Empowering an Informed Society

The month of June has started and summer vacations are on us. What are your plans? Before we dive into our topic for today lets pause for our weekly inventory check..

Weekly Inventory Check:

As we enter the month of June, a fresh set of goals awaits us. Have you taken the opportunity to reflect on these objectives and consider the direction you intend to go forward with throughout this month? Moreover, have you begun the process of documenting your plans?

Empowering an Informed Society

I have a practice of attending a philosophy meetup on a weekly basis or biweekly. During a recent session, the focal point of discussion revolved around the comparison between Utilitarianism and Kantianism. While I won’t delve into the details of that because this is a topic that deserves its own dedicated attention, the core concept explored was how societal functioning is influenced by its underlying values. To provide a brief overview, Kantianism emphasizes on universal values, such as human rights, while Utilitarianism places emphasis on the means to achieve an end. According to Utilitarianism, if the ultimate goal, be it happiness, species propagation, or any other desired outcome, is maximized, then any actions taken to attain that goal are deemed justified. This justification extends to acts such as killing, transgressions, or even environmental destruction. Essentially, anything becomes permissible as long as it serves the purpose of maximizing the desired outcome.

During our recent discussion, we explored the notion that moral philosophies and societal values serve as mechanisms for crowd control. These frameworks aim to educate and guide individuals to refrain from theft, harm, and to play their part within the economic and cognitive systems. My argument revolves around the idea that we should strive for a society where such mechanisms become obsolete. Crowd control measures should only be necessary when the cognitive capacity of the population is immature or limited. However, in the majority of the Western world, individuals possess the capability to make their own informed decisions.

Should we then argue against the existence of societal-level morals and principles? This question leads us to the importance of an informed society. I believe that if a society is well-informed and fulfills its civic duty, it should not require external moral guidance to navigate. While some principles must be in place to maintain order and protect everyone, these rules should undergo critical analysis and be subject to constant scrutiny by the population.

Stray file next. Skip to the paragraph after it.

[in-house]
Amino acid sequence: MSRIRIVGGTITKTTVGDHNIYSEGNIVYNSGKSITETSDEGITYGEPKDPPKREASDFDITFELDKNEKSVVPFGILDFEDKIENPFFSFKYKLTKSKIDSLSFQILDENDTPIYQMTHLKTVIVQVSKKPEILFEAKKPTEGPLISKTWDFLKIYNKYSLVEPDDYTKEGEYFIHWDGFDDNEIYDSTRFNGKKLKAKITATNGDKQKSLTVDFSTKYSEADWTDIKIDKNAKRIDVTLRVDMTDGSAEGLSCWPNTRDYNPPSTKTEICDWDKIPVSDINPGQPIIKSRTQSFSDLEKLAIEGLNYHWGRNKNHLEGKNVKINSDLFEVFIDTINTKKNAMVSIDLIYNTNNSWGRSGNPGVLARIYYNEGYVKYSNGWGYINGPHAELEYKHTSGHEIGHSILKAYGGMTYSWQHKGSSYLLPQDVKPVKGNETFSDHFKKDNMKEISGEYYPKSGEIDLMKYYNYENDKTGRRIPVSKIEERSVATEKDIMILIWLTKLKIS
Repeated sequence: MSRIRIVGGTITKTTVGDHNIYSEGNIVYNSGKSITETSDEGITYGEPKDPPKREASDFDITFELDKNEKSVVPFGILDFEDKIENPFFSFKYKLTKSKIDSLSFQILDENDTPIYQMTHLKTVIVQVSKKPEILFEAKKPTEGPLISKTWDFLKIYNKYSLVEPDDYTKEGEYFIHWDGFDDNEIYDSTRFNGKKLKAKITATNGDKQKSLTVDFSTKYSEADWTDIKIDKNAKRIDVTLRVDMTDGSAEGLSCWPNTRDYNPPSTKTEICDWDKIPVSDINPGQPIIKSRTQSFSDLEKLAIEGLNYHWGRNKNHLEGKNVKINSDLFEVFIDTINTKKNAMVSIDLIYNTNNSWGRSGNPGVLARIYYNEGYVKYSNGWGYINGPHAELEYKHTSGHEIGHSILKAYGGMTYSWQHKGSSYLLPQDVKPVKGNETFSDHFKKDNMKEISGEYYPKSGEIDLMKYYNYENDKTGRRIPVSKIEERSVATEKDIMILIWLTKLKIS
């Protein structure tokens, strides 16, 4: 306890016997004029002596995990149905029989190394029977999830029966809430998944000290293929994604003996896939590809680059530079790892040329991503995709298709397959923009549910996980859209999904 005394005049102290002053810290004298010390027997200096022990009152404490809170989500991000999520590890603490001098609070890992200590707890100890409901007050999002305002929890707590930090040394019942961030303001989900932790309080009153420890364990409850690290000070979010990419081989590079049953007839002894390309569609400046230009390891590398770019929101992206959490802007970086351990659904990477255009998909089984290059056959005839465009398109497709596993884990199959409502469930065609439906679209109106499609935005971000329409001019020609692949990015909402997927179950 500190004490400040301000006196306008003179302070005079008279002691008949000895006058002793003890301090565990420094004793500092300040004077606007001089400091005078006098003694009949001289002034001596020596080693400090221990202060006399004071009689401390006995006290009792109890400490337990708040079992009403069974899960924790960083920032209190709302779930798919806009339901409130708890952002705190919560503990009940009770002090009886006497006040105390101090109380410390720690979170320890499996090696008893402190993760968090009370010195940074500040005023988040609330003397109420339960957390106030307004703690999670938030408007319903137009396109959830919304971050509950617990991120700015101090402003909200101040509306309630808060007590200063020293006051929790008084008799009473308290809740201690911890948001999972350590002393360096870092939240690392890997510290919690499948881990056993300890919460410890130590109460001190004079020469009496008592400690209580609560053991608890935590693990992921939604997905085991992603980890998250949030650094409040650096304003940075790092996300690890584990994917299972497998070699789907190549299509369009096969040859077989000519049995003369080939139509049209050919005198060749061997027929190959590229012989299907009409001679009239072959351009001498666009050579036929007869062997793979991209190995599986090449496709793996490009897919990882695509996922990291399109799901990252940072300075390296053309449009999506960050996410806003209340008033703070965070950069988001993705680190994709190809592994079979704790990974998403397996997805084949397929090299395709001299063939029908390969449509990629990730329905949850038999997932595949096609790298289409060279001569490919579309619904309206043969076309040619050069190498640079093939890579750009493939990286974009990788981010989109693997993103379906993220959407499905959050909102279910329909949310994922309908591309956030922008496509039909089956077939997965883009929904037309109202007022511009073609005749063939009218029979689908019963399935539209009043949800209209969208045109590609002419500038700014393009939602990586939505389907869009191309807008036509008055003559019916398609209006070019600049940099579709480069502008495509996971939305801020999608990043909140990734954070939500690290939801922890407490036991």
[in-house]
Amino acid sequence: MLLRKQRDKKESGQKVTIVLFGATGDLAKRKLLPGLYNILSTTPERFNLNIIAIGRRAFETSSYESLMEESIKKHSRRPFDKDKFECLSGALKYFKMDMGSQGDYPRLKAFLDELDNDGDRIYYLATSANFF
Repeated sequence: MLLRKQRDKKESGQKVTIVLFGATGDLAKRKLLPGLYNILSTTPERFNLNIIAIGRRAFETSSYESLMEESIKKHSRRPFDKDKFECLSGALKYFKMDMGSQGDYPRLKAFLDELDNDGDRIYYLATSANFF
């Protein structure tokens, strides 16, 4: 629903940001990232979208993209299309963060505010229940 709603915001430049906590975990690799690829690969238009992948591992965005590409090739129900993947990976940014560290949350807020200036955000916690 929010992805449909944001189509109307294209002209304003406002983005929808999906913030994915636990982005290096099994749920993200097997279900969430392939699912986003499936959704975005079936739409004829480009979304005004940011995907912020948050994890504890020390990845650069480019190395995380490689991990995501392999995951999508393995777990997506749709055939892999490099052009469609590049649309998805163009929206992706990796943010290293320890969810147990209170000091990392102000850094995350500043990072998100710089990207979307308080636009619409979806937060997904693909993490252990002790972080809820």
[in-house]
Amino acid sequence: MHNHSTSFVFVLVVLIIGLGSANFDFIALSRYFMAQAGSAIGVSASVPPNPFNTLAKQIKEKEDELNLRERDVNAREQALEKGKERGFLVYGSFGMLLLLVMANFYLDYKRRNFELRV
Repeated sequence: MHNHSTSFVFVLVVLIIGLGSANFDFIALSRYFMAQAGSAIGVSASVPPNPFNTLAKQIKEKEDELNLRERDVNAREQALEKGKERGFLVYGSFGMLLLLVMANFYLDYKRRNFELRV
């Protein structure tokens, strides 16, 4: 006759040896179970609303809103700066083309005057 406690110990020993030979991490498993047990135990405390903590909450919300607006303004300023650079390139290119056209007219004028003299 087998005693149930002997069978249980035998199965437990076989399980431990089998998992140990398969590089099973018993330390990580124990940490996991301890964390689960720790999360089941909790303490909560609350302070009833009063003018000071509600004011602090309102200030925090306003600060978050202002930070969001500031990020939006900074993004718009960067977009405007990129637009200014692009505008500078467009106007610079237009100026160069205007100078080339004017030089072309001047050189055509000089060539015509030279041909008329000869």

An example of an informed society would be one where citizens actively engage in politics, possessing a deep understanding of their country’s parliamentary system and the values upheld by political parties. However, in many cases, such as in Pakistan, citizens tend to vote based on superficial reasons or tribal affiliations without truly comprehending party manifestos or policy positions. This reliance on others to make decisions on their behalf or succumbing to peer pressure exemplifies the problem we face. We must take responsibility as citizens and actively engage in the decision-making process, especially during elections.

While it is understandable that individuals have multiple roles and responsibilities, including work, family, and citizenship, it remains our duty to ensure the proper functioning of society by making informed decisions. We should not succumb to peer pressure or make superficial choices. It is crucial to research party manifestos, policies, and the implications of those policies on issues such as immigration and the environment. We must consider how ideologies are translated into action and critically evaluate the capabilities of those in power. This requires looking beyond charismatic leaders and delving into the substance of their plans and the competence of their teams.

What are your thoughts on being informed as a society? Shoot me an email or comment below, would love to hear your thoughts!

Want More?

Read this article here that shows the evidence for better-informed decisions and how it helped societies in general.

While informed decision-making is commonly hailed as a desirable approach, it is important to critically evaluate its limitations. Read here.

As an individual, it’s good to know both the pros and cons of making informed decisions as a society.

Read of the Week

One book that explores the themes of collectivism and the importance of informed decisions in society is “The Wisdom of Crowds” by James Surowiecki. This insightful book offers valuable insights into the power of informed decisions made collectively by a well-informed society.

Thoughts to Leave you With

We find ourselves at a crossroads where the relationship between society and the individual is becoming increasingly blurred. Exploring this dynamic further is an area of interest. I believe that the emphasis on individualism weakens society as a whole because people prioritize their own feelings and neglect the well-being of others. While individual autonomy is essential, we must also recognize the value of collectivism and strive for a balance that allows us to coexist and thrive together as a community.


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